The announcement of SteamVR support across Windows Mixed Reality headsets has made the virtual gaming space a lot more crowded. It might have ended the Oculus/Vive two-horse race for VR gaming dominance, too.
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Most of the mixed-reality headsets are launching on October 17 (Samsung’s model won’t be arriving until November), bringing the big guns of corporate tech into the virtual – or mixed – reality world.
The VR gaming landscape has been dominated by two big players, much like the console world’s face off between Microsoft and Sony. The Oculus Rift and HTC Vive launched back in early 2016, and since then they have been staring each other down in a virtual duel.
Up until recently, Windows Mixed Reality seemed to be a VR-lite product, offering a virtual viewing experience akin to Google’s Daydream or Samsung’s Gear VR, without much of the interactive features reserved for more high-end headsets. Now it seems these headsets have developed into much more.
Windows Mixed Reality has been growing and changing up until its release. Now the Windows Mixed Reality platform features motion controllers, inside-out tracking, and 90Hz refresh rates when paired with a high-powered computer. With Microsoft now including support for SteamVR, mixed-reality headsets also have access to the largest VR gaming library available.
The majority of headsets in the Windows Mixed Reality space offer 1440 x 1440 liquid crystal displays, following Microsoft’s guidelines, yet Samsung seem to be going one step further with their HMD Odyssey headset.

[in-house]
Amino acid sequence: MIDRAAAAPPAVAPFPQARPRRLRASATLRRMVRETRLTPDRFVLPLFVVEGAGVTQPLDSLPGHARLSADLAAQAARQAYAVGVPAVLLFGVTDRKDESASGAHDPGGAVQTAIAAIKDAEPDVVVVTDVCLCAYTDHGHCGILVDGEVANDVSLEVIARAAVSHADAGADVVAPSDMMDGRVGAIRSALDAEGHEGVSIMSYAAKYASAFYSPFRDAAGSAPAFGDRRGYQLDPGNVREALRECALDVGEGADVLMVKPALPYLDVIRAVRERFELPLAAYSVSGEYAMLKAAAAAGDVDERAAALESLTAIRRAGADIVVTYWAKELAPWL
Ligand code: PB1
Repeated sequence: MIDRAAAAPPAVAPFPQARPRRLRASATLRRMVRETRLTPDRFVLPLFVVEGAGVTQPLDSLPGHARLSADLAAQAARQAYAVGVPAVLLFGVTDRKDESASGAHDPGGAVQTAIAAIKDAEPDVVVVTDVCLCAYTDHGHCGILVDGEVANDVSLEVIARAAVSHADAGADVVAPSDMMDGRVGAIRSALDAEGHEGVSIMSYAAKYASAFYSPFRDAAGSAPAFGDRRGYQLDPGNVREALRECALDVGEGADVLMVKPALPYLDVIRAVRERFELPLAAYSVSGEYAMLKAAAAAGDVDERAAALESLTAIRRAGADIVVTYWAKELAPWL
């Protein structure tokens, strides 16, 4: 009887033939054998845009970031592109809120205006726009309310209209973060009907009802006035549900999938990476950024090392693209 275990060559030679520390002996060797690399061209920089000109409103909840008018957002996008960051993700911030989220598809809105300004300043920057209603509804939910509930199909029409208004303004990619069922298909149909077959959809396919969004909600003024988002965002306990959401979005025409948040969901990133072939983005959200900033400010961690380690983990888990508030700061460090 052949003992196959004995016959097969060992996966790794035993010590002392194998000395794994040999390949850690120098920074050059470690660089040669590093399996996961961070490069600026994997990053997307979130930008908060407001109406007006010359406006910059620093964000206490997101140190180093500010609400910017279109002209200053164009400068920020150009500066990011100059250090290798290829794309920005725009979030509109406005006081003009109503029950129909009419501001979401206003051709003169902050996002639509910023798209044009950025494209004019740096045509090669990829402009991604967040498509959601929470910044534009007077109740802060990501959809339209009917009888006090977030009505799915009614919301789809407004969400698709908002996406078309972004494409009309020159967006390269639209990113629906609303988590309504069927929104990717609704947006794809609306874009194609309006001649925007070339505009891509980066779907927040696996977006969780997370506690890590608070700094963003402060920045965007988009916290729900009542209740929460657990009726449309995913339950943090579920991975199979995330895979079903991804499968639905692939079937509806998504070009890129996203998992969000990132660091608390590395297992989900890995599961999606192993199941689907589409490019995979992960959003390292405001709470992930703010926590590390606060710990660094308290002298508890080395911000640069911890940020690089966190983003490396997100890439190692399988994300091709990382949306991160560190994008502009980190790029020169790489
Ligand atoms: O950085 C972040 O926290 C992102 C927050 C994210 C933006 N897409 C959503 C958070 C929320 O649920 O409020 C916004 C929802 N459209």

Samsung’s headset features dual 1440 x 1660 AMOLED displays with a 110° degree field-of-view, making its visuals wider than the other mixed-reality headsets. Anyone that has experienced AMOLED screens should know why this is an exciting prospect on a VR headset. AMOLED will help ease the screen door effect due to the lack of traditional backlighting required by LCDs, also the dual screens will be able to offer a much greater contrast and deeper blacks. Paired with built-in AKG headphones, and priced at $499, the Odyssey could be a real contender within VR gaming.
With multiple options of tech depending on your price range, including headset-only options, Windows Mixed Reality is launching to a wide-variety of uses. The motion controller may seem a little awkward on the face of it, but the lack of extra external tracking sensors required is a welcome change to the sometimes awkward process of setup, such as with the Vive. As long as the inside-out tracking remains consistent, that is…
Microsoft have promised a wide array of mixed-reality apps arriving on the Windows store, and want to offer a simple plug-and-play setup for users. Windows Mixed Reality is bridging the gap between mobile VR and hefty headsets, and it’s the largest push we’ve seen so far to make VR accessible to the mainstream for PC, although at $400 – $500 plus the cost of a discrete graphics card, even these headsets are far from accessible for most.
Sony’s PSVR has already risen to top of the VR headset charts, and considering it makes use of hardware within the most populous current-gen gaming console on the planet, it’s certainly more accessible. Yet Microsoft still seem reluctant to include Xbox into their virtual plans.